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The Helena Arkansas Daily World - Helena, AR
  • People Care actually worked for a while

  • If everything you read must be “politically correct”, then go ahead and stuff this column away in file 13 because it probably isn't going to make you very happy.After having written a couple of articles dealing with “Obama Care” I have been labeled by a few readers as an extreme left wing liberal. ...
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  • If everything you read must be “politically correct”, then go ahead and stuff this column away in file 13 because it probably isn’t going to make you very happy.
    After having written a couple of articles dealing with “Obama Care” I have been labeled by a few readers as an extreme left wing liberal. Nothing really could be further from the truth. I consider myself middle of the road when it comes to politics with slightly conservative leanings but I still vote for what the candidate stands for and not his or her party affiliation.
    To be painfully truthful, there are some really dumb Republicans and there are some really dumb Democrats. However, they all fall into one collective group called politicians, which almost automatically carries with it the stigma of mistrust.
    I am not going to use this week’s space to address the good and evil of our political system but to remind us all that at one time we all managed to survive without all of the bureaucracy that challenges us today.
    Before the train wreck that we know today as “Obama Care” we had a system I will refer to here as “People Care.” No, the system was far from perfect but somehow people, rich, poor, black and white, got medical attention in some form or another, especially in small towns like the one where I grew up.
    In the early 60s, Osceola had a population in the neighborhood of 6,500 to 8,000 people. During that period of time there were only three primary care physicians. I think we called them GPs or “General Practitioners”. They worked from sunup to sundown and it seemed like they almost never took a vacation.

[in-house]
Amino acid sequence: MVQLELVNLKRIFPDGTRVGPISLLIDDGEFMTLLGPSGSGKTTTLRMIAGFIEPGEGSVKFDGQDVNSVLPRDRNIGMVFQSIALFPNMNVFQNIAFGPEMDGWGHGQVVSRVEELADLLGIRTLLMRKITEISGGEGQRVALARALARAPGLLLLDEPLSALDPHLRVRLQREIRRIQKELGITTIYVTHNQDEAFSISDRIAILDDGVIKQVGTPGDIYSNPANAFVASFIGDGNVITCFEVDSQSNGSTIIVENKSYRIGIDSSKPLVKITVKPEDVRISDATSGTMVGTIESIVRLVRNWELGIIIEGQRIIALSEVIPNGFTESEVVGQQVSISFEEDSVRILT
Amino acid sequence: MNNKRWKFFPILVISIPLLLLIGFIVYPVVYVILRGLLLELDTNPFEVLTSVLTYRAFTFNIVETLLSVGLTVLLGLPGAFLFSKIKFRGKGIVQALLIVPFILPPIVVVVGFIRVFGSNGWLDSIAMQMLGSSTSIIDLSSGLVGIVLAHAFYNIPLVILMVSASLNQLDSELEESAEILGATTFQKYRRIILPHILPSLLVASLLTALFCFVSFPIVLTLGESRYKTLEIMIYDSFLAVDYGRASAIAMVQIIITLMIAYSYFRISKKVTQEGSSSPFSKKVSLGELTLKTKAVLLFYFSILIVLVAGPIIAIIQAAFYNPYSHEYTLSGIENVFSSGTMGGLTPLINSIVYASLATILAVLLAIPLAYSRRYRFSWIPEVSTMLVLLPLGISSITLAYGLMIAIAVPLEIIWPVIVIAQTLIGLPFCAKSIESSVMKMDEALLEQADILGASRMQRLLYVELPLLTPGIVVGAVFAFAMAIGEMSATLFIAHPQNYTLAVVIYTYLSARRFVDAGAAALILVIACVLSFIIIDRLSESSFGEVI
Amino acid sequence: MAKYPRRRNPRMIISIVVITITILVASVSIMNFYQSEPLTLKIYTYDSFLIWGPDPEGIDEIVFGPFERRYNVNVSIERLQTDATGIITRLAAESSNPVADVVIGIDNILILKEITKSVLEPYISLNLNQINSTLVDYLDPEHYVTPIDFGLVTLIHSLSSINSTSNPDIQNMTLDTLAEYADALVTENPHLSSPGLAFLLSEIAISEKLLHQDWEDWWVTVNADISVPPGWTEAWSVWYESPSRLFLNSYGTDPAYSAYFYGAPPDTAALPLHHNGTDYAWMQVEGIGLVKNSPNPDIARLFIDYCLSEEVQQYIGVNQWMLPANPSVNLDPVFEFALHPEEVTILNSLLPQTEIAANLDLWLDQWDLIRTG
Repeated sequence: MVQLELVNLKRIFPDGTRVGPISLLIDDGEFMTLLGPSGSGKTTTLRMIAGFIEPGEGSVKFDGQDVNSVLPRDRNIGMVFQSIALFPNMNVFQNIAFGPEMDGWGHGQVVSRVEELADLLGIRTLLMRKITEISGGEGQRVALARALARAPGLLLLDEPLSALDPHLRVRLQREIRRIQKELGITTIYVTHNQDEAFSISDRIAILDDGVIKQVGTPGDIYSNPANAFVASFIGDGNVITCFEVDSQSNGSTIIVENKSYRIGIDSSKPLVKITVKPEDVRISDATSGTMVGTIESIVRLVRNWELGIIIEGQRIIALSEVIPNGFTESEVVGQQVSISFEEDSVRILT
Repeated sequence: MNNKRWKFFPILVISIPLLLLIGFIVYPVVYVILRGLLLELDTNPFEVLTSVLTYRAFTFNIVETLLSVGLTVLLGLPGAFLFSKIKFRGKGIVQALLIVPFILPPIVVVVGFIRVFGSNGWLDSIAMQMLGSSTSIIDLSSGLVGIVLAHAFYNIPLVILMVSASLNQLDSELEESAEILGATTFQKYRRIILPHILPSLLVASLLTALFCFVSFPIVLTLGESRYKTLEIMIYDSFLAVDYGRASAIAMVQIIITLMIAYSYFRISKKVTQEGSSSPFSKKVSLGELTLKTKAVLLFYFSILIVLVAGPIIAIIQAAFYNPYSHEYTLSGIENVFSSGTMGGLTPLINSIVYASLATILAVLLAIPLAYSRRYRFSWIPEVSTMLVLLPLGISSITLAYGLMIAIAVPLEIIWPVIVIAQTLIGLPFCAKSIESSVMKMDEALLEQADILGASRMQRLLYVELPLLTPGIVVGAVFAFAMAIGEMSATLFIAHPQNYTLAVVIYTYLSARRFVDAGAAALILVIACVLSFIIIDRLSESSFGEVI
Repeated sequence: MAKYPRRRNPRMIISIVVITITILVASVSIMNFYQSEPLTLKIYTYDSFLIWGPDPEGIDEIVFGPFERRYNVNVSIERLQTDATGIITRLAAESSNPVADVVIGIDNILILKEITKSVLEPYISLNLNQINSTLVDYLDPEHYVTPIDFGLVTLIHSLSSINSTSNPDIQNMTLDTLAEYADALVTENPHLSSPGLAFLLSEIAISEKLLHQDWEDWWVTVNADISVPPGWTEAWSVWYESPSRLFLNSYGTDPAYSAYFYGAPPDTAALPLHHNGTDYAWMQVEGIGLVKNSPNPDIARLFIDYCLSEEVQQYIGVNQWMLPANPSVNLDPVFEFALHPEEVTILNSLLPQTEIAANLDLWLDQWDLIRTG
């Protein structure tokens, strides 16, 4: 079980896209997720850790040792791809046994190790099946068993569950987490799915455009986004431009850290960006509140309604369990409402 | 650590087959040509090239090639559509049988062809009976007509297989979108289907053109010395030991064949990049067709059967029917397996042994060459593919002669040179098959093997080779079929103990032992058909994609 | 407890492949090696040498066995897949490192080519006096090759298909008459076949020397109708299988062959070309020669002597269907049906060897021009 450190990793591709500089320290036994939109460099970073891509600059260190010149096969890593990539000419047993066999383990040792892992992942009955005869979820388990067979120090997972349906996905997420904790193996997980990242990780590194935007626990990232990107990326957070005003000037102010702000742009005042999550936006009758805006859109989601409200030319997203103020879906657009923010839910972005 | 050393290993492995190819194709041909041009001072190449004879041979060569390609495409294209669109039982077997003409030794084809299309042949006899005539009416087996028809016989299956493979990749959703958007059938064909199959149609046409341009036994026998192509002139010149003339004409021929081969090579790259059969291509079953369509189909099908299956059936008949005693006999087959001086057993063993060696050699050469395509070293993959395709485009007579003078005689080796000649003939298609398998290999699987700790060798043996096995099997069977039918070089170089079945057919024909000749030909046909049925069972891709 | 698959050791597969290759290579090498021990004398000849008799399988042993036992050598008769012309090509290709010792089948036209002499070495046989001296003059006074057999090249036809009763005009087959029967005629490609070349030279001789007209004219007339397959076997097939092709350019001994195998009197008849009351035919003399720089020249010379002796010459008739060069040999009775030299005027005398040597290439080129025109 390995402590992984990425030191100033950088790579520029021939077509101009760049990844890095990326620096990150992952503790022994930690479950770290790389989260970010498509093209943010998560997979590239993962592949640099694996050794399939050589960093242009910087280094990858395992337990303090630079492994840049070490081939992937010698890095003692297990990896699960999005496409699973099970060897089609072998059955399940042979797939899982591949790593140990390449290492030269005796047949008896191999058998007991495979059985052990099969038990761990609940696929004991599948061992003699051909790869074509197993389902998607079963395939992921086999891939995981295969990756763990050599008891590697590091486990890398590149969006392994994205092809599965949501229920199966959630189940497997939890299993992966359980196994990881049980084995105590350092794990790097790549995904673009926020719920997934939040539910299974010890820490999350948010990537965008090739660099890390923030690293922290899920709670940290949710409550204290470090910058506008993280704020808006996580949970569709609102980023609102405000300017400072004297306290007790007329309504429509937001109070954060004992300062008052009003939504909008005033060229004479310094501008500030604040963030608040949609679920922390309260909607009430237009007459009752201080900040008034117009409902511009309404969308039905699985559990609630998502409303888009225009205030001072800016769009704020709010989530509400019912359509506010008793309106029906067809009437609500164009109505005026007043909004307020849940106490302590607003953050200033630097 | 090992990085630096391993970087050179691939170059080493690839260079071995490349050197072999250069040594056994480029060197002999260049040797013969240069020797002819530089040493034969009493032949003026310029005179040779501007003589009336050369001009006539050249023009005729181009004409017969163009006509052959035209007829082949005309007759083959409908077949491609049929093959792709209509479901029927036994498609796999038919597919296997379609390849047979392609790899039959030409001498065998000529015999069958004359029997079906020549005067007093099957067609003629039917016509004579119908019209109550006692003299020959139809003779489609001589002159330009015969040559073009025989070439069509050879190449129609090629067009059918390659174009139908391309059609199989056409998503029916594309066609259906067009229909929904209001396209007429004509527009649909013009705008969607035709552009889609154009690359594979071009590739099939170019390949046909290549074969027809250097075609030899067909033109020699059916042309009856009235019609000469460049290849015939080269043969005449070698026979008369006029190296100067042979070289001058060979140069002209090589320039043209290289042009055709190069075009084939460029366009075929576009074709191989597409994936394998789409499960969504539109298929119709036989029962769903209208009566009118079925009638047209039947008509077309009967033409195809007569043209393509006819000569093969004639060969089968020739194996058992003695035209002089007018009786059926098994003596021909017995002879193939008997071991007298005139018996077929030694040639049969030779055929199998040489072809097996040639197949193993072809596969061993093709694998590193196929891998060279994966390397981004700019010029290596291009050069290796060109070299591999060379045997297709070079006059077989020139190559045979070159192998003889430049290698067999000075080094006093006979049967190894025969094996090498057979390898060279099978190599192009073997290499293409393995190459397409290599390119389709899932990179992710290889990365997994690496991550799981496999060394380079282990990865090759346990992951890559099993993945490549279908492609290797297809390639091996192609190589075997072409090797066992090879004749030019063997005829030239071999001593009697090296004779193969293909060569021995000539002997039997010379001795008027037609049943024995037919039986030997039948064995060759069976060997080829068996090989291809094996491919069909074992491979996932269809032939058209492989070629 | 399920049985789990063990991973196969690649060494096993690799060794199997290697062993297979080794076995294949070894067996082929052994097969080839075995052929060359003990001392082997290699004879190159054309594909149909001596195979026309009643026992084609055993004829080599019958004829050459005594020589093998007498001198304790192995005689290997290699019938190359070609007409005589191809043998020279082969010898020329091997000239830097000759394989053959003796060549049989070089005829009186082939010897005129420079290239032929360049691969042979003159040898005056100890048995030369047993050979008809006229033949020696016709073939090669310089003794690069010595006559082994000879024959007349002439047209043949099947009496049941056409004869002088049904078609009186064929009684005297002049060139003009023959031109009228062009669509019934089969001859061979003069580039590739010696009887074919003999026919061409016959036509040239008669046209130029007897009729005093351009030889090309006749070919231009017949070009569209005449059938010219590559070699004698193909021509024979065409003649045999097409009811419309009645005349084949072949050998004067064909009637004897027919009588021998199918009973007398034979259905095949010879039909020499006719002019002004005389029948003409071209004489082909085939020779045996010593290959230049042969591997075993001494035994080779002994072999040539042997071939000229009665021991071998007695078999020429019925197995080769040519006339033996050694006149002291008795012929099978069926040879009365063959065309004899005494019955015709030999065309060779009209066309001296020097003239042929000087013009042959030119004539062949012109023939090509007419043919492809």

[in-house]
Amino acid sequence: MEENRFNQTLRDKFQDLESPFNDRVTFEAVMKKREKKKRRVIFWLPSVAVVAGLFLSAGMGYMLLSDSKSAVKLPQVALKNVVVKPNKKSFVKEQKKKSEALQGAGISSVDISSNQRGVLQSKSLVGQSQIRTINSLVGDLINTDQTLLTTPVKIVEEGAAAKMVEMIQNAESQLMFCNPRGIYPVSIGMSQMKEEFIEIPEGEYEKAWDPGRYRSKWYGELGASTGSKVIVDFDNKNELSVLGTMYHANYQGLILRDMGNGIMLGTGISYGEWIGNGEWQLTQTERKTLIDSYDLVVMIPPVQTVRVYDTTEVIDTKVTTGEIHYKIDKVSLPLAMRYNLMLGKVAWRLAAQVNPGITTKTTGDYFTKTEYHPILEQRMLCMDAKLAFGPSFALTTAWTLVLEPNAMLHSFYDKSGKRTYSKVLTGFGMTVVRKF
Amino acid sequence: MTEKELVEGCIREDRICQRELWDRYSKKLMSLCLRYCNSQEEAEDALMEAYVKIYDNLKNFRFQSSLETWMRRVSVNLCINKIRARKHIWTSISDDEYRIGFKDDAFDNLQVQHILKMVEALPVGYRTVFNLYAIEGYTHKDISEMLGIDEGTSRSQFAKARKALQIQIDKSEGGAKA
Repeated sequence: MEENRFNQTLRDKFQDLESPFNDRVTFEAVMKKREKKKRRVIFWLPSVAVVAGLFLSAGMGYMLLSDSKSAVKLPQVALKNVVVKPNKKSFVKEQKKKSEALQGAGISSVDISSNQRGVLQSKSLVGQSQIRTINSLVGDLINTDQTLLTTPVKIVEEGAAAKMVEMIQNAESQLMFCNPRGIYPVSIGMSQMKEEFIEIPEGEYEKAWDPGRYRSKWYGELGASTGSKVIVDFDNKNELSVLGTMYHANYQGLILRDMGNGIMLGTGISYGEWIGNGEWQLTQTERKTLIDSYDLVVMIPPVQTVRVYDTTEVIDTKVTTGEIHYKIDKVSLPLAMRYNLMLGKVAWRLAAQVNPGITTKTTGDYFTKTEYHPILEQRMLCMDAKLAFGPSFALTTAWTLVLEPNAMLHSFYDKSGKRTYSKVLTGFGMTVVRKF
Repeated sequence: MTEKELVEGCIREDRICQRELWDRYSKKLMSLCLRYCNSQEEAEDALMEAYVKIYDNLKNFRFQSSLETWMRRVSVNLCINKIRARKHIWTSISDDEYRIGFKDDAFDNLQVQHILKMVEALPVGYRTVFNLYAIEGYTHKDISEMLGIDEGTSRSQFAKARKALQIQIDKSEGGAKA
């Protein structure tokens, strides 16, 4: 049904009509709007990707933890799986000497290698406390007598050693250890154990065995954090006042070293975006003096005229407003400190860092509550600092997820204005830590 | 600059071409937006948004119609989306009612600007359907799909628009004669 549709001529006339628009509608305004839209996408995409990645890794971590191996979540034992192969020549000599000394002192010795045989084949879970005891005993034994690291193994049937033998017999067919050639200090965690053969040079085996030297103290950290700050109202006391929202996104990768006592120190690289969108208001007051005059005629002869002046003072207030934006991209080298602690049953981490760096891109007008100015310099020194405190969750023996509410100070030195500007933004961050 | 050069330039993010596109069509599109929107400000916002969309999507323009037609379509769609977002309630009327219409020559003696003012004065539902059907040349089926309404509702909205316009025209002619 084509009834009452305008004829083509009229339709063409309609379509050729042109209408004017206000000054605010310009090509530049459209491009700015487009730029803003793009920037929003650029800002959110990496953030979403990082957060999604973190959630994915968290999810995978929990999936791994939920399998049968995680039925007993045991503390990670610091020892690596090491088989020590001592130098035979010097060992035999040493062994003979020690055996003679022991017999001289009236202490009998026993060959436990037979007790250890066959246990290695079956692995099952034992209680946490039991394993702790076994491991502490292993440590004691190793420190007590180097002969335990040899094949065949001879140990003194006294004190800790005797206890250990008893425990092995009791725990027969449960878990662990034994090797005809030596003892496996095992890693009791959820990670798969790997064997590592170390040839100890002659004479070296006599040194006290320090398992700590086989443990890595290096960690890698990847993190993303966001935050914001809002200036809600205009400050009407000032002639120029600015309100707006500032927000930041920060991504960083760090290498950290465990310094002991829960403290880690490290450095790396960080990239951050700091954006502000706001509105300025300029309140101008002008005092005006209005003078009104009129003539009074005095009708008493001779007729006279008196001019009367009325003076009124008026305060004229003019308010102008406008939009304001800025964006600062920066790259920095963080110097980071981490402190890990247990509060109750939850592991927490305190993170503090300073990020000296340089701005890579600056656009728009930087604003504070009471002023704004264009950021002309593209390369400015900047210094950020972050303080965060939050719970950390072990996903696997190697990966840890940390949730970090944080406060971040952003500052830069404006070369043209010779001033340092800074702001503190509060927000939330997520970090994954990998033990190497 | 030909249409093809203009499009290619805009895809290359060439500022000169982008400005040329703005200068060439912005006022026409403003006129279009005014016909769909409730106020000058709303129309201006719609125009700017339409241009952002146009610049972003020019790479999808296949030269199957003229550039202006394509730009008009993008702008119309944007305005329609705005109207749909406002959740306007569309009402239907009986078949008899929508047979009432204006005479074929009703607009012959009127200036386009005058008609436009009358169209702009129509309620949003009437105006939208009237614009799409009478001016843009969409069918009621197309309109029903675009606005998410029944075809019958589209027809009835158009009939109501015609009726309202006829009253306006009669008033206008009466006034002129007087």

One of the doctors even opened a satellite clinic in a smaller community nearby.  He would go there on his “day off.” Of course there was a price to pay. The clinics were full from 8 a.m. until well after 6 p.m. almost every day of the week. So, in order to see these doctors a person would frequently have to sit in the office for hours on end.
    After lengthy days at the clinic, the Fairley brothers would make their night rounds at the local hospital. They also made home visits after hours to their patients that simply could not sit up at the clinic. Frequently, they would work on as little as three or four hours sleep. They did just about every thing a doctor could do except surgery. A Memphis surgeon would fly in once a week to handle the local operations on patients that simply could not be transported to the big city.
    Many of their patients were sharecroppers and the only payment they received came in the form of commodities and not necessarily cash.
    Page 2 of 2 - The Fairley doctors were probably two of the most well respected men in the community. There may have been a time when the doctor brothers had delivered a quarter of the city’s population. In fact there were more little boys named Julian and Eldon than were named after any pro athlete or Hollywood celebrity.
    I can also assure you there was no racial discrimination when it came to the treatment of their patients. The black community simply loved the Fairley doctors.
    There were no HIPPA laws back then. Everyone knew that Mrs. Smith had a bad case of arthritis. And the whole community was aware when there was a flu epidemic going around.
    Of course the system of “People Care” eventually collapsed under the weight of misuse and abuse. Too many people used their hospital insurance to provide them with an all-expense paid vacation at their policy carrier’s expense.
    Soon, health care expenses, with the aid of inflation began to rise sharply and soon spiraled out of control.
    Today, health care today is probably the No. 1 financial risk facing American families. I agree that everyone should have access to affordable insurance. One stay in the hospital can leave an individual or family with a lifetime debt.
    However, it appears that the personal attention that we once received from the local GP is almost as extinct as the horse and buggy. Now you must obtain the insurance company’s pre-authorization for many standard procedures and your doctor must report to your insurance company what meds and procedures he is treating you.
    No, you can’t label me as a liberal – I do not care for the big business of health care insurance – subsidized or private.

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